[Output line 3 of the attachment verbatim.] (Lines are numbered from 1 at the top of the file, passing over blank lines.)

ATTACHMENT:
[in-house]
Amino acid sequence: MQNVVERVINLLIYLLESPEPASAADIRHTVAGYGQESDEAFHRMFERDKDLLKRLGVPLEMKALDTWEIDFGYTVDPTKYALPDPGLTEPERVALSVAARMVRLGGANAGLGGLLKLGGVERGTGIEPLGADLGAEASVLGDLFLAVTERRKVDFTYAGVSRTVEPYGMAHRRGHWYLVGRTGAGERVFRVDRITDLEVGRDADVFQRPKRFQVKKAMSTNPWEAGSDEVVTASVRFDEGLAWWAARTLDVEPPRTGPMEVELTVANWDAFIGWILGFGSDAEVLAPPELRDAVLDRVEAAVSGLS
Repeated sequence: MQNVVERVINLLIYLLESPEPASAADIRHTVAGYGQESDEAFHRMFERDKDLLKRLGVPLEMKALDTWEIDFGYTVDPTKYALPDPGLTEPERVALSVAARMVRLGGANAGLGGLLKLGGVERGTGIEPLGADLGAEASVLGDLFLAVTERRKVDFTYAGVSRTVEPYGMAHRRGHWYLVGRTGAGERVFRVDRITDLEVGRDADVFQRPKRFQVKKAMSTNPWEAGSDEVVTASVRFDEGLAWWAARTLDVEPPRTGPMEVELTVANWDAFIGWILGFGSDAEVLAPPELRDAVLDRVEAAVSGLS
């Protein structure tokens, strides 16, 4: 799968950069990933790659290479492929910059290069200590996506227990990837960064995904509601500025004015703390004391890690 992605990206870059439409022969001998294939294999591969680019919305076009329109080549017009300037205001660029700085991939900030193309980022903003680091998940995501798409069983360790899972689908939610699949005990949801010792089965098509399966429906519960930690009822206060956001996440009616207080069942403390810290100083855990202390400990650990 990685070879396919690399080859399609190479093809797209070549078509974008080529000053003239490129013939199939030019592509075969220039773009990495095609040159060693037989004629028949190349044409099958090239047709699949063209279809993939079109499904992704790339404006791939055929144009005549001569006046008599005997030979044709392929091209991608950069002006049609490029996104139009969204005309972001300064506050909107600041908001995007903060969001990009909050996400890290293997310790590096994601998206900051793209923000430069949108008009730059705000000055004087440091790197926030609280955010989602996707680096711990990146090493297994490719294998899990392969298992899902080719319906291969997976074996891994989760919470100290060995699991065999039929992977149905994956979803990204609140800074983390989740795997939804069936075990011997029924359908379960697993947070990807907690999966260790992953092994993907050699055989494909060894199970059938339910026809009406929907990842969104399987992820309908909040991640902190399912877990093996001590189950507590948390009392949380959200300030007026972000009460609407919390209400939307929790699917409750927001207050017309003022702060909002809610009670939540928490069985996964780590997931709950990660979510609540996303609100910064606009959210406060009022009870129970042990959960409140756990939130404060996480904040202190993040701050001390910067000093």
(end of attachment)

Repeated sequence: MQNVVERVINLLIYLLESPEPASAADIRHTVAGYGQESDEAFHRMFERDKDLLKRLGVPLEMKALDTWEIDFGYTVDPTKYALPDPGLTEPERVALSVAARMVRLGGANAGLGGLLKLGGVERGTGIEPLGADLGAEASVLGDLFLAVTERRKVDFTYAGVSRTVEPYGMAHRRGHWYLVGRTGAGERVFRVDRITDLEVGRDADVFQRPKRFQVKKAMSTNPWEAGSDEVVTASVRFDEGLAWWAARTLDVEPPRTGPMEVELTVANWDAFIGWILGFGSDAEVLAPPELRDAVLDRVEAAVSGLS